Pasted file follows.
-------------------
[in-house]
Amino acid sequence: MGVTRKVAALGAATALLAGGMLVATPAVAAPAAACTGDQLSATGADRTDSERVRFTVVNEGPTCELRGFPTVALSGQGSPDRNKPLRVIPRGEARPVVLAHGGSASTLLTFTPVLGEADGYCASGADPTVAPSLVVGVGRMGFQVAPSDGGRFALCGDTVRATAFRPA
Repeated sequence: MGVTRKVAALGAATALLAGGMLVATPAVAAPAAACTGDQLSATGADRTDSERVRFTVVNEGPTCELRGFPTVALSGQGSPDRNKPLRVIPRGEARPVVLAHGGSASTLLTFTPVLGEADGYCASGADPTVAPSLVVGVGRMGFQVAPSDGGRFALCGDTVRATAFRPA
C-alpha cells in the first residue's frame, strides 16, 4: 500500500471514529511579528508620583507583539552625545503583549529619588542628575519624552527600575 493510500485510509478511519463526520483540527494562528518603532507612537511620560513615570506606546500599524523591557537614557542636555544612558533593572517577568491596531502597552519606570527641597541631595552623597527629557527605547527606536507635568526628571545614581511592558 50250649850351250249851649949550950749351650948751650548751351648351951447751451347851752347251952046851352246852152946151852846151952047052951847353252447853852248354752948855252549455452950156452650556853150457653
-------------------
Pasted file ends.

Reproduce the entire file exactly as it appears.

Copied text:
[in-house]
Amino acid sequence: MGVTRKVAALGAATALLAGGMLVATPAVAAPAAACTGDQLSATGADRTDSERVRFTVVNEGPTCELRGFPTVALSGQGSPDRNKPLRVIPRGEARPVVLAHGGSASTLLTFTPVLGEADGYCASGADPTVAPSLVVGVGRMGFQVAPSDGGRFALCGDTVRATAFRPA
Repeated sequence: MGVTRKVAALGAATALLAGGMLVATPAVAAPAAACTGDQLSATGADRTDSERVRFTVVNEGPTCELRGFPTVALSGQGSPDRNKPLRVIPRGEARPVVLAHGGSASTLLTFTPVLGEADGYCASGADPTVAPSLVVGVGRMGFQVAPSDGGRFALCGDTVRATAFRPA
C-alpha cells in the first residue's frame, strides 16, 4: 500500500471514529511579528508620583507583539552625545503583549529619588542628575519624552527600575 493510500485510509478511519463526520483540527494562528518603532507612537511620560513615570506606546500599524523591557537614557542636555544612558533593572517577568491596531502597552519606570527641597541631595552623597527629557527605547527606536507635568526628571545614581511592558 50250649850351250249851649949550950749351650948751650548751351648351951447751451347851752347251952046851352246852152946151852846151952047052951847353252447853852248354752948855252549455452950156452650556853150457653